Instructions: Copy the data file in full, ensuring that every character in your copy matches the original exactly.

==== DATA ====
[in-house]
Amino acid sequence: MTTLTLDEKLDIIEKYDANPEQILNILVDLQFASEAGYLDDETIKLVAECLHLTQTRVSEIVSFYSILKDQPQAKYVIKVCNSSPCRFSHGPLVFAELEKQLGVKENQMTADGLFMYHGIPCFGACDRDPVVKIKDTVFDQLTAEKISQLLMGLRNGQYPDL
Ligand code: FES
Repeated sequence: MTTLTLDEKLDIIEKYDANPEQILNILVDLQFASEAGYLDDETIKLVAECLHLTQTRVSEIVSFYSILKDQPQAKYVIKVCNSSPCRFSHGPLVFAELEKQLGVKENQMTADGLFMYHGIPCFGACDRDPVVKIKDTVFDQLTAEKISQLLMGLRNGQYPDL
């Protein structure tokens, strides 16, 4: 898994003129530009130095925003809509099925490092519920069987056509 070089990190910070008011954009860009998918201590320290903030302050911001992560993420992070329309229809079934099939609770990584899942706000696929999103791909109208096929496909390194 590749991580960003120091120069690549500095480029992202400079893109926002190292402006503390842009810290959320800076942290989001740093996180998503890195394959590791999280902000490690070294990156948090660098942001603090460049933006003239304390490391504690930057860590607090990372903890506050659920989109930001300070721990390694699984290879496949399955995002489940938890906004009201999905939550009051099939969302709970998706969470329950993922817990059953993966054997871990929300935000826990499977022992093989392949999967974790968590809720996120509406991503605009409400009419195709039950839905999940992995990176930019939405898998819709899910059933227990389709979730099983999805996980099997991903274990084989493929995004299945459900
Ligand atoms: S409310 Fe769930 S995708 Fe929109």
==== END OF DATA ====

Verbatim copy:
[in-house]
Amino acid sequence: MTTLTLDEKLDIIEKYDANPEQILNILVDLQFASEAGYLDDETIKLVAECLHLTQTRVSEIVSFYSILKDQPQAKYVIKVCNSSPCRFSHGPLVFAELEKQLGVKENQMTADGLFMYHGIPCFGACDRDPVVKIKDTVFDQLTAEKISQLLMGLRNGQYPDL
Ligand code: FES
Repeated sequence: MTTLTLDEKLDIIEKYDANPEQILNILVDLQFASEAGYLDDETIKLVAECLHLTQTRVSEIVSFYSILKDQPQAKYVIKVCNSSPCRFSHGPLVFAELEKQLGVKENQMTADGLFMYHGIPCFGACDRDPVVKIKDTVFDQLTAEKISQLLMGLRNGQYPDL
């Protein structure tokens, strides 16, 4: 898994003129530009130095925003809509099925490092519920069987056509 070089990190910070008011954009860009998918201590320290903030302050911001992560993420992070329309229809079934099939609770990584899942706000696929999103791909109208096929496909390194 590749991580960003120091120069690549500095480029992202400079893109926002190292402006503390842009810290959320800076942290989001740093996180998503890195394959590791999280902000490690070294990156948090660098942001603090460049933006003239304390490391504690930057860590607090990372903890506050659920989109930001300070721990390694699984290879496949399955995002489940938890906004009201999905939550009051099939969302709970998706969470329950993922817990059953993966054997871990929300935000826990499977022992093989392949999967974790968590809720996120509406991503605009409400009419195709039950839905999940992995990176930019939405898998819709899910059933227990389709979730099983999805996980099997991903274990084989493929995004299945459900
Ligand atoms: S409310 Fe769930 S995708 Fe929109």